Monsieur Le Ministre
The importance of the role of business in a peace process was recently emphasized at the July 14 informal consultations of the Security Council on Somalia. Many Ambassadors representing sovereign countries took note of the opening of a Coca-Cola bottling plant in Mogadishu. They were excited and welcomed this development. It was not because they thought that this gift of the United States to the world was crucial for the existence of the simple Somali nomad as he searched for pasture for his camels. They were happy because they saw this development as a signal that peace was returning to Somalia. One of them asserted that capital was a weakling and runs fast from insecure situations. They saw the return of Coke as an indication that peace was about to break and security was returning to Mogadishu and Somalia. Another Ambassador noted that a similar development took place as peace returned to Liberia. Such an appreciation of the role of business at the highest political level is an indication of the importance of business for the peace process in Somalia.
Monsieur Le Ministre
Permit me to note that many, in disparaging comments about the many efforts to bring peace to Somalia, postulate that the Mbagathi peace process will be no different from earlier examples. I personally felt this way until the 5th IGAD Ministerial Conference espoused a decision of all the Ministers concerned about peace in Somalia, to work on the basis of genuine uniformity of approach. Events on the ground have, so far, supported this decision of the Ministers. Their zeal has also seen four Ministerial meetings on Somalia between May and now. The ultimate meeting to launch the new Somali Parliament is expected in a little over a week from today.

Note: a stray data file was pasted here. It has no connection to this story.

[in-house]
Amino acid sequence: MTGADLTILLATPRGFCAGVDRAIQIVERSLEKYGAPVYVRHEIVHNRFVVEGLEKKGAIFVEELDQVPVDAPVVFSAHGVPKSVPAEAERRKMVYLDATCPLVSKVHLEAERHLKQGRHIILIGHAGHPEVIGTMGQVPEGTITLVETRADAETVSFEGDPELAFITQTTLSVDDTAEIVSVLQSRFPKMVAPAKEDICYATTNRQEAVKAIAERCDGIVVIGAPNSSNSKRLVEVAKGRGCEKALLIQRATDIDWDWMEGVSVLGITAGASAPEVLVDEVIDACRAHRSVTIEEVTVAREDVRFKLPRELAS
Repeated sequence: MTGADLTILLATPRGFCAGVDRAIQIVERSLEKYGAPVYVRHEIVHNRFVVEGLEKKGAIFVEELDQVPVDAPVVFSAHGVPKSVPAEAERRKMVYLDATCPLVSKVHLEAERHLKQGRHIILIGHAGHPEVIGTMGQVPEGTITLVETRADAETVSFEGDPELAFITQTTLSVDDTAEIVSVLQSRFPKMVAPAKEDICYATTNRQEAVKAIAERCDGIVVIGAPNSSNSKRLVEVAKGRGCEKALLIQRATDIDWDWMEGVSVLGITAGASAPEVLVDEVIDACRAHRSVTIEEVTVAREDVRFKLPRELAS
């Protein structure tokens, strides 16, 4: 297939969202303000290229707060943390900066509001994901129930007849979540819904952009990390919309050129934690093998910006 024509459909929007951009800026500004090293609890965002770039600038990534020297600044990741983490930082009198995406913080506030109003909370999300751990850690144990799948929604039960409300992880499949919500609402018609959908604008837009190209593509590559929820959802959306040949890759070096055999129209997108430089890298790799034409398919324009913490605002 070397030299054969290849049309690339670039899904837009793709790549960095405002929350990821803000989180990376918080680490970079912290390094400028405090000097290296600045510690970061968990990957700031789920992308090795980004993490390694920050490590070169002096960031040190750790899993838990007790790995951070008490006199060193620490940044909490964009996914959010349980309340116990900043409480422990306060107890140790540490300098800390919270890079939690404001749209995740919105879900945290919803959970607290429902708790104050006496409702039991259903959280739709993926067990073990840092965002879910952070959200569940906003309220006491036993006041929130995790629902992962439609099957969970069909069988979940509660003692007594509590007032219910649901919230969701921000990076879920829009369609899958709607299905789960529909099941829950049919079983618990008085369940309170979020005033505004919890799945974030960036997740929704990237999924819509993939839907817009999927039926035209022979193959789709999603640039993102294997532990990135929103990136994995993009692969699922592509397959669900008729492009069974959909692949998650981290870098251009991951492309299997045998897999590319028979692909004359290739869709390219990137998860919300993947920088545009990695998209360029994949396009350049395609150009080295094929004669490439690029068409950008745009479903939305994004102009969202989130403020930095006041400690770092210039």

It must be accepted that the world environment in the post 9/11 period is different. Circumstances that could allow opportunities for the flourishing of terrorism are of concern to the general international community. A state in coma like that of Somalia is of concern. Such concern led the Security Council to show a desire to implement the arms embargo on Somalia. After two reports from experts and a visit to the region by the Sanctions Committee on the Somali Arms Embargo, a Monitoring Group was established pursuant to resolution 1519 (2003) of 16 December 2003. With this Monitoring Group, it is expected that it will not be business as usual with respect to the importation of weapons into Somalia.

Winston Tubman, in collaboration with many international observers and especially the European Commission, the African Union, the League of Arab States, the United States and a number of European countries has been working strenuously with Kenya and IGAD in making sure we get it right this time.

The commitment of the United Nations and the belief that this should be the last peace meeting in a foreign land on Somalia was demonstrated by the visit of Kofi Annan, the UN Secretary-General to Mbagathi on July 8, 2004. The sense of his speech to delegates on that occasion was that we must get it right this time and bring succor to many Somalis who live under harrowing situations.

Monsieur Le Ministre
The Somali business community has an interest in peace in Somalia. Many would suggest that the Somali business community is used to the short-term gains that are associated with the comatose state of their country.